In my last article, Media Muckraking, I showed other examples of “damage control” worth repeating by Chipotle, BP, and Wells Fargo because it’s our time to do the same.
Here are a few videos you and the foundation board members need to see:
Chipotle developed a PR program to regain its reputation.
British Petroleum (BP) also took a nasty hit on its image after the Gulf Coast oil spill and implemented a similar campaign.
Wells Fargo has developed a mea culpa advertising campaign to restore its image after the revelation of fake accounts. You may have seen recently the TV spot featuring a stagecoach in slow motion as the firm tries to convince customers it’s putting their interests first.
Rarely is the ‘truthiness’ of medical mistakes on the front pages so the public is not disturbed by the many victims. Where are the names and faces of the victims of doctors performing thousands of unnecessary surgeries? Where are pictures of the 2,507 people per million who are seriously injured or die from medical spine treatments?
Social Media Overstated
As I ask in my upcoming book, “To Kill a Chiropractor: the media war against chiropractors,” when was the last time you’ve seen an in-depth, ‘fair and balanced’ article about the benefits chiropractors bring to a world suffering from back pain, the #1 disability in the nation, workplace, military and among veterans? In fact, chronic pain affects more Americans than diabetes, heart disease, stroke and cancer combined.
I think most everyone will agree with my premise: the key is the best mechanism to use to make the public aware of this situation.
Today many believe we have a powerful tool in social media but, according to Jonah Berger, author of “Contagious: Why Things Catch On,” only 7 percent of word of mouth happens online, which includes social media, blogs, email, and chat rooms.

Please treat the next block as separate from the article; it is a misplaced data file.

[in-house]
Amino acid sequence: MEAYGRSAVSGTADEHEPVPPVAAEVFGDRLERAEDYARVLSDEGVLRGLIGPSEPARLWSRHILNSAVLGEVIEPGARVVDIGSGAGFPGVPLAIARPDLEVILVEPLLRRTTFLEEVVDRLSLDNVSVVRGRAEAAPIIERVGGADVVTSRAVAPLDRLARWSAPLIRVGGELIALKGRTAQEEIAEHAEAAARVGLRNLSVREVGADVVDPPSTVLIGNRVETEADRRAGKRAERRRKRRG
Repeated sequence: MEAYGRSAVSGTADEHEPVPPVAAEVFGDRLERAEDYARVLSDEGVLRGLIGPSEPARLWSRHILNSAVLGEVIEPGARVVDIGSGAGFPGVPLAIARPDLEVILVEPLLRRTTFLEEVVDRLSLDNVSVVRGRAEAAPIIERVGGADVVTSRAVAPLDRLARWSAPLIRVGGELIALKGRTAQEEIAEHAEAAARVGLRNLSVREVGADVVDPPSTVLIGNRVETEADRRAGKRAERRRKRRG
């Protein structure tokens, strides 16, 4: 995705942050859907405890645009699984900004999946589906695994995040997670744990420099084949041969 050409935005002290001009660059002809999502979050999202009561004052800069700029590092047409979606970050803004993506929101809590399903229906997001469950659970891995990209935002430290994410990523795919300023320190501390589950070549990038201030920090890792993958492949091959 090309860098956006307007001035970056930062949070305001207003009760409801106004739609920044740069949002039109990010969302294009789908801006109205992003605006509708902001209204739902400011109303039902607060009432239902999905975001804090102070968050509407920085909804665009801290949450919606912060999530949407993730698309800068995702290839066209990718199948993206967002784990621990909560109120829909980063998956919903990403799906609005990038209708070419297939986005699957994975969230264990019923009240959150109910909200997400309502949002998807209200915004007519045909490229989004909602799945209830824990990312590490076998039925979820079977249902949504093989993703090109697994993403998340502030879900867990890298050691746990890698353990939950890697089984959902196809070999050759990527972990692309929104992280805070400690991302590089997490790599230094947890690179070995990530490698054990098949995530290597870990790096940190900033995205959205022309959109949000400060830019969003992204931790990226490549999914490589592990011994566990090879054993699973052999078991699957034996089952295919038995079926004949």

Yes, you read that correctly. Obviously some people are putting more importance in social media than it deserves; plus, much of what is posted are bumper sticker slogans that may entertain our core followers, but unlikely to reposition anyone concerning the ‘truthiness’.
I know every webmasters and blog proponents will adamantly disagree with Berger, but where is the evidence to disprove his remark? Certainly every DC is prideful of their wonderful web pages, but these cyber advertorials don’t overcome the damage to our national image done by articles gone viral as we’ve witnessed Down Under and with Katie May.
F4CP to the Rescue???
“We want your money, not your ideas” Kent Greenawalt initially said when the foundation was formed in 2003.
Nonetheless, 13 years later, methinks it’s time to talk about a few new ideas. It’s time for the Foundation for Chiropractic Progress to turn a new leaf in its PR strategy.
Since the foundation is a tax-exempt organization supported by 15,000 DCs, vendors, chiropractic colleges, and state associations, it may be time to shine the light of transparency on this group.
According to the 990 IRS form for tax-exempt organizations, the F4CP in 2015 had contributions of $1,236,480, which is down from the $1,401,262 from the prior year. Perhaps this drop of $164,782 in donations is a clue the profession is losing interest in this effort; as a former ACA chairman told me, he just hasn’t seen the needle move.
In 2015 the foundation spent $714,144 for “advertising and promotion” to achieve its stated goal: “Generate press for the chiropractic profession and increase public awareness to the benefits of chiropractic care.”
The foundation spent $119,915 on compensation of the 20 “current officers, directors, trustees, and key employees.” It also spent $122,773 on “other salaries and wages.” Remuneration was $242,688, plus “other compensation” and “employee benefits” totaled $263,981.
Plus the accountant was paid $55,162 while transportation expenses reached $54,354 and information technology was $28,971. All tolled these expenses were $402,468 just to run the foundation.
My point revealing the business expenses of the foundation is to show there is still ample budget to begin a new phase in the foundation’s goal.